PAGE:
Amnesty calls for end to violence against women [p. 5]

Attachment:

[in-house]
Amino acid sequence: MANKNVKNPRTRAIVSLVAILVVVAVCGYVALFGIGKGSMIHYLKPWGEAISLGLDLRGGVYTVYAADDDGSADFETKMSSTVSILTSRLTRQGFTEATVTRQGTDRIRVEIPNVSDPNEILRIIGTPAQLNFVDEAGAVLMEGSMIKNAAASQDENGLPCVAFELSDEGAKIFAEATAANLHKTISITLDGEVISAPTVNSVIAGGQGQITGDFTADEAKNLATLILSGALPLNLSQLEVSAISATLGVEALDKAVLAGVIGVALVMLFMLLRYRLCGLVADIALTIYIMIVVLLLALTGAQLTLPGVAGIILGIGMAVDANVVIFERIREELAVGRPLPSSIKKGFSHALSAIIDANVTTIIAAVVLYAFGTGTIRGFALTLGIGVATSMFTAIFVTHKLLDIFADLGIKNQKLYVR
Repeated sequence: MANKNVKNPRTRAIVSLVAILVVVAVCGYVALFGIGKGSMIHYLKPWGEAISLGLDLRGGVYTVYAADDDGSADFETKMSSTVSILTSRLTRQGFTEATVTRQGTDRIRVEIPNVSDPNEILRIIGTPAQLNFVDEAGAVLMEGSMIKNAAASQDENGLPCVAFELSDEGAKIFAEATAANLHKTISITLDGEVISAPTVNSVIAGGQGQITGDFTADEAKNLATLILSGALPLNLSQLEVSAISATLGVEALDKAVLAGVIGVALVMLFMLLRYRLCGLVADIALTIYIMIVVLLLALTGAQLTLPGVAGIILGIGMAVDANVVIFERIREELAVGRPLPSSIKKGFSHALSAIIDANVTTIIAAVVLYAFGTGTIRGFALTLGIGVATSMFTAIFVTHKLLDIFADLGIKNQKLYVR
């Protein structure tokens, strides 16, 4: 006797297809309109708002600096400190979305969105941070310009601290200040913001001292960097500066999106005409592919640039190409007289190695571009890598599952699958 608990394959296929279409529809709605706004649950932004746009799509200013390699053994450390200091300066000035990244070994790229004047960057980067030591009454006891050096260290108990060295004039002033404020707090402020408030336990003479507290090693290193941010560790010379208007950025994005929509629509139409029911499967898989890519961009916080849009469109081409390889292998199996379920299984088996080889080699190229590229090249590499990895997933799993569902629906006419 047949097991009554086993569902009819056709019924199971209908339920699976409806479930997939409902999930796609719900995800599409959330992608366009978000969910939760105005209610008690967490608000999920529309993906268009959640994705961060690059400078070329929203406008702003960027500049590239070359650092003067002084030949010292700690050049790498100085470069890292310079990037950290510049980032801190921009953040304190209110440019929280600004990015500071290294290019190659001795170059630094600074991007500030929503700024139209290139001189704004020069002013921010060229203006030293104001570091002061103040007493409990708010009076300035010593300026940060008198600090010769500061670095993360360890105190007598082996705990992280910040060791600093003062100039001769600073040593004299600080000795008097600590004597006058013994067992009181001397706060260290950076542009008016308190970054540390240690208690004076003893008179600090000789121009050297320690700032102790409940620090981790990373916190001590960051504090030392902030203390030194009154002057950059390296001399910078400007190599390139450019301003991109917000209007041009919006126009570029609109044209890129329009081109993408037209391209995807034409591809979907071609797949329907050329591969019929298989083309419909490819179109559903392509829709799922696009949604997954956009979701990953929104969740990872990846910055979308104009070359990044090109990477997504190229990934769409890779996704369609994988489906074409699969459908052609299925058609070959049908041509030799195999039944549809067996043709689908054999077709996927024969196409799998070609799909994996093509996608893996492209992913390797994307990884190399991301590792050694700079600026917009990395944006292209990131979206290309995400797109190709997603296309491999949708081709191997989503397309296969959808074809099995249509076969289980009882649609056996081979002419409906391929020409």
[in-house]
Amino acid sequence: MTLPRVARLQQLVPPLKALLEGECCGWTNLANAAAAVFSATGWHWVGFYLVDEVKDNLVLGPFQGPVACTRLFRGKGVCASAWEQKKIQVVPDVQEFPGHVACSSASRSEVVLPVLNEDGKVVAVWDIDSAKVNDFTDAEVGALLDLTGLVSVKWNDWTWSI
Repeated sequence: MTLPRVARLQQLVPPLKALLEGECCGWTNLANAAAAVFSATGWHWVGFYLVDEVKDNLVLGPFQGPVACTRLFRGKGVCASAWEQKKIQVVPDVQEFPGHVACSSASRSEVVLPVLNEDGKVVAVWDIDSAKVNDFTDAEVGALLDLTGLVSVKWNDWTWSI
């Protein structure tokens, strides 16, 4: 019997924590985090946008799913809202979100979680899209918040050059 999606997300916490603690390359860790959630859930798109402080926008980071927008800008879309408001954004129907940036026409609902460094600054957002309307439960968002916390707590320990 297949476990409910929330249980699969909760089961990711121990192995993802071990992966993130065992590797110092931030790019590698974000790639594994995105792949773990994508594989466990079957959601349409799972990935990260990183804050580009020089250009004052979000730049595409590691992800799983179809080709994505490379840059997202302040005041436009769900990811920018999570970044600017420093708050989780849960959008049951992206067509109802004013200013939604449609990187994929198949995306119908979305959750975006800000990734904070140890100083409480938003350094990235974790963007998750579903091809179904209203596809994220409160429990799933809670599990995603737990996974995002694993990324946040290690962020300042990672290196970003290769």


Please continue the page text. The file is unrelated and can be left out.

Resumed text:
Amnesty International in Israel called on the public to get involved in stopping violence against female victims of human trafficking in a demonstration Thursday in the Neveh Sha'anan neighborhood of Tel Aviv, near the old central bus station, an area known for its brothels. In an effort to raise awareness of Israel's growing sex slave trade, ahead of the International Day For the Elimination of Violence Against Women on Saturday, Ayelet Lahmi, anti-trafficking in women coordinator at Amnesty said: "Citizens of this country need to be more vigilant about what is happening around them." "We want people to take note of who lives in their building, who lives in the discreet apartment nearby, who is taking taxis and stopping by late at night. Sometimes these are the signs that women are in danger," said Lahmi, adding that more than 30 activists of all ages and backgrounds handed out keys to the public in a campaign entitled "The Key to Her Freedom is in Your Hands." The demonstrators also carried a life-size plastic doll with her mouth bound that represented women who are prevented from telling others about their plight, she said. "We went right into the area where there are many illegal brothels and sex services," said Lahmi. "We saw women watching us from the upstairs windows and we saw many 'clients,' who tried to tell us that these women enjoy what they do. I think we made an impact on many people who came into contact with us today. "We have the legislation in place," continued Lahmi, referring to a bill passed last month aimed at cracking down on individuals who trade in humans and awarding better compensation to the victims. "However, the phenomenon has gone underground, it has become very discreet and it is very difficult to get to the perpetrators." Lahmi added that the police attitude of treating victims of the white slave trade as criminals needed to be changed. "The State of Israel needs to help these women get back on their feet and return to their countries of origin stronger than before so that they can truly break out of the trafficking cycle," she said. Amnesty estimates more than 3,000 women are victims of human trafficking, although police figures are much lower. "We want people to know that these women are also victims of extreme violence," said Lahmi. November 25 was chosen as the International Day for the Elimination of Violence against Women in 1999 by the United Nations General Assembly, though women's activists have marked the day since 1981. The date is meant to be a reminder of the brutal assassination of the three Mirabal sisters, political activists in the Dominican Republic, in 1961.